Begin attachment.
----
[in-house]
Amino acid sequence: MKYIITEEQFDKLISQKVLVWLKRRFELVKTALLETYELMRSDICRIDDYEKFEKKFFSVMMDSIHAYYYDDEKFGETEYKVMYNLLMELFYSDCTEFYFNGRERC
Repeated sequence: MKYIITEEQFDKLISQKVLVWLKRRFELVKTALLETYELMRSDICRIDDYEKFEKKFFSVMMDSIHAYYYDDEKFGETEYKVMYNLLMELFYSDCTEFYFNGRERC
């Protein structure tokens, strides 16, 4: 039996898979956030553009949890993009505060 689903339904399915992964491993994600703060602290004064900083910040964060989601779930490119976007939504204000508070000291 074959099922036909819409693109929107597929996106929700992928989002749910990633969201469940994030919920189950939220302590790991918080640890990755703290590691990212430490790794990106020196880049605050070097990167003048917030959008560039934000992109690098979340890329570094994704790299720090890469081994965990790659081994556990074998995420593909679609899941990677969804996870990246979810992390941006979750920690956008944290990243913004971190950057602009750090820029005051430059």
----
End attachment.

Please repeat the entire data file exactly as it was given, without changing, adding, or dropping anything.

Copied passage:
[in-house]
Amino acid sequence: MKYIITEEQFDKLISQKVLVWLKRRFELVKTALLETYELMRSDICRIDDYEKFEKKFFSVMMDSIHAYYYDDEKFGETEYKVMYNLLMELFYSDCTEFYFNGRERC
Repeated sequence: MKYIITEEQFDKLISQKVLVWLKRRFELVKTALLETYELMRSDICRIDDYEKFEKKFFSVMMDSIHAYYYDDEKFGETEYKVMYNLLMELFYSDCTEFYFNGRERC
């Protein structure tokens, strides 16, 4: 039996898979956030553009949890993009505060 689903339904399915992964491993994600703060602290004064900083910040964060989601779930490119976007939504204000508070000291 074959099922036909819409693109929107597929996106929700992928989002749910990633969201469940994030919920189950939220302590790991918080640890990755703290590691990212430490790794990106020196880049605050070097990167003048917030959008560039934000992109690098979340890329570094994704790299720090890469081994965990790659081994556990074998995420593909679609899941990677969804996870990246979810992390941006979750920690956008944290990243913004971190950057602009750090820029005051430059």